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9 - Oesophagus

Published online by Cambridge University Press:  23 December 2009

Tom Crosby
Affiliation:
Consultant, Clinical Oncologist, Velindre Cancer Centre, Velindre Hospital, Whitchurch, Cardiff, UK
Louise Hanna
Affiliation:
Velindre Hospital, Cardiff
Tom Crosby
Affiliation:
Velindre Hospital, Cardiff
Fergus Macbeth
Affiliation:
Velindre Hospital, Cardiff
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Summary

Introduction

In the past few decades there has been a dramatic increase in the incidence of adenocarcinoma of the oesophagus, predominantly in the lower oesophagus and gastro-oesophageal junction. This trend has been noted across most patient populations worldwide but is most noticeable in the younger, white male population, where it would appear to be related to gastro-oesophageal reflux disease (GORD) and to be less strongly associated with alcohol and smoking. Meanwhile, the incidence of squamous cancer worldwide has remained steady or fallen slightly, though there are large geographical variations.

The majority of patients present with symptoms of locally advanced or metastatic disease, which limits survival from any treatment. Combined modality therapy is increasingly used in these cases. Chemoradiation is more effective than radiotherapy alone and there is some evidence that preoperative chemotherapy is superior to surgery alone. There is a continuing controversy about the exact role of surgery combined with chemoradiotherapy and which one should be used as the primary therapy. Clinical trials are currently trying to define the optimum radiotherapy and chemotherapy regimens.

Types of oesophageal tumour

The types of oesophageal tumours are shown in Table 9.1.

The oesophagus is a relatively common site for a second primary cancer. For instance, following successful treatment for head and neck cancer, 4% of patients per year develop a second primary, 30% of which are oesophageal, especially squamous cancers.

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Publisher: Cambridge University Press
Print publication year: 2008

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References

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  • Oesophagus
    • By Tom Crosby, Consultant, Clinical Oncologist, Velindre Cancer Centre, Velindre Hospital, Whitchurch, Cardiff, UK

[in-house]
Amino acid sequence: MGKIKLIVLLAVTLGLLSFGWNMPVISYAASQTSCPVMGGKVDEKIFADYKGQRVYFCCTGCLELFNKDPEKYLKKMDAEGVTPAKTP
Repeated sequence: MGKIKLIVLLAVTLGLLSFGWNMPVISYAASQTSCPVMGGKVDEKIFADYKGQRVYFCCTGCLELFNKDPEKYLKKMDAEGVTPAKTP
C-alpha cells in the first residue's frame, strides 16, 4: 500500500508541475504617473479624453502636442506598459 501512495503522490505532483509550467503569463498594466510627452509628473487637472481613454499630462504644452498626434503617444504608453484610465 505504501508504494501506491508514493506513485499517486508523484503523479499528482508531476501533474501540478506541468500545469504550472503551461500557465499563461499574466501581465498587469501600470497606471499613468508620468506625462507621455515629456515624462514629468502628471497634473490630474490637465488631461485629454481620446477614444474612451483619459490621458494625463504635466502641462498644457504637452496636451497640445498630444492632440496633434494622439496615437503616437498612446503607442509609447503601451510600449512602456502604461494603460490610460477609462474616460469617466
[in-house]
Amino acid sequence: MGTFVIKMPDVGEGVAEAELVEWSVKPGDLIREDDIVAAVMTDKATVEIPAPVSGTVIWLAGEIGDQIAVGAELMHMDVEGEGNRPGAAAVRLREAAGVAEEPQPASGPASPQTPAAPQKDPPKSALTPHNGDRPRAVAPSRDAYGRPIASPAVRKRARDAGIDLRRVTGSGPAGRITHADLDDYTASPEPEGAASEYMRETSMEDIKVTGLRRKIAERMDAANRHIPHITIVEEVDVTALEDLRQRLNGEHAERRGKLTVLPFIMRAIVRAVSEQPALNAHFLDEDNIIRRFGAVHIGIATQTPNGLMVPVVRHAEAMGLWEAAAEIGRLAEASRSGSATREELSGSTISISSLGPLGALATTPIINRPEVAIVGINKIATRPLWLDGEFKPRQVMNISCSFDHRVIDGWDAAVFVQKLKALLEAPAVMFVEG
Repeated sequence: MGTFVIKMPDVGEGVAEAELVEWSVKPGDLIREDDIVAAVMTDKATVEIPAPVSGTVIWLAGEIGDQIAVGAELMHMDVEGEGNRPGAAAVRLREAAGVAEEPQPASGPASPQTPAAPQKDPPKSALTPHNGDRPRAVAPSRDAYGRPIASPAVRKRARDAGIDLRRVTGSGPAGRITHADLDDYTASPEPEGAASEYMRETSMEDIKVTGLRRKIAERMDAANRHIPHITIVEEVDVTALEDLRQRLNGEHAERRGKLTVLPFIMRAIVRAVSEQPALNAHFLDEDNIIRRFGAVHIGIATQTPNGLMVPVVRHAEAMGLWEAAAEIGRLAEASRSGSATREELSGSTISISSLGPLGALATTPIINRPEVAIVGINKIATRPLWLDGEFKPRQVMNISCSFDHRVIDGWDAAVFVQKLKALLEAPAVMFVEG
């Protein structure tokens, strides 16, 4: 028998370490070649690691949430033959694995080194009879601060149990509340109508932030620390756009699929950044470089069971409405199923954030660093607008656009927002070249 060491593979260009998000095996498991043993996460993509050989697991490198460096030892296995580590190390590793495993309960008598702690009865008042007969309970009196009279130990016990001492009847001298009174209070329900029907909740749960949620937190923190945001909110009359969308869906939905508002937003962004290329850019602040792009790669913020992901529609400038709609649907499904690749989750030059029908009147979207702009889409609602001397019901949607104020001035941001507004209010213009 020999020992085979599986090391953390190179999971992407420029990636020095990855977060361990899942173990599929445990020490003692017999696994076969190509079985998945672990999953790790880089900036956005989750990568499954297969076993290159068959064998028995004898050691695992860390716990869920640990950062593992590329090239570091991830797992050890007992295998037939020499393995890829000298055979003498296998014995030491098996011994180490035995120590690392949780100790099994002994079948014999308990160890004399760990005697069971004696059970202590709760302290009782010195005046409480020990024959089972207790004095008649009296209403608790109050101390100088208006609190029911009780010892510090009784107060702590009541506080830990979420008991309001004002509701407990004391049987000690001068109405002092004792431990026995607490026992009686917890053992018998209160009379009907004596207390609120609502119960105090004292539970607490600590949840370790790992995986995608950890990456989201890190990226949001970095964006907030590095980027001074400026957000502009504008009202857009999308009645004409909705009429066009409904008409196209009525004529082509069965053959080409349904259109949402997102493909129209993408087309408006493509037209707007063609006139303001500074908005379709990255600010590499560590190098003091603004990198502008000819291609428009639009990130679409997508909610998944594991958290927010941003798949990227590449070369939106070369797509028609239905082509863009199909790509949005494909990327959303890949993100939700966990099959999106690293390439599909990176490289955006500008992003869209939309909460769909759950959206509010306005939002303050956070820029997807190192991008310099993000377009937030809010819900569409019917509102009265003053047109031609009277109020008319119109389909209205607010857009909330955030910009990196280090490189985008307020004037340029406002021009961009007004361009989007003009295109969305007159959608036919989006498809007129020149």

• Edited by Louise Hanna, Tom Crosby, Fergus Macbeth
  • Book: Practical Clinical Oncology
  • Online publication: 23 December 2009
  • Chapter DOI: https://doi.org/10.1017/CBO9780511545375.010
Available formats
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Send book to Dropbox

To send content items to your account, please confirm that you agree to abide by our usage policies. If this is the first time you use this feature, you will be asked to authorise Cambridge Core to connect with your account. Find out more about sending content to Dropbox.

  • Oesophagus
    • By Tom Crosby, Consultant, Clinical Oncologist, Velindre Cancer Centre, Velindre Hospital, Whitchurch, Cardiff, UK
  • Edited by Louise Hanna, Tom Crosby, Fergus Macbeth
  • Book: Practical Clinical Oncology
  • Online publication: 23 December 2009
  • Chapter DOI: https://doi.org/10.1017/CBO9780511545375.010
Available formats
×

Send book to Google Drive

To send content items to your account, please confirm that you agree to abide by our usage policies. If this is the first time you use this feature, you will be asked to authorise Cambridge Core to connect with your account. Find out more about sending content to Google Drive.

  • Oesophagus
    • By Tom Crosby, Consultant, Clinical Oncologist, Velindre Cancer Centre, Velindre Hospital, Whitchurch, Cardiff, UK
  • Edited by Louise Hanna, Tom Crosby, Fergus Macbeth
  • Book: Practical Clinical Oncology
  • Online publication: 23 December 2009
  • Chapter DOI: https://doi.org/10.1017/CBO9780511545375.010
Available formats
×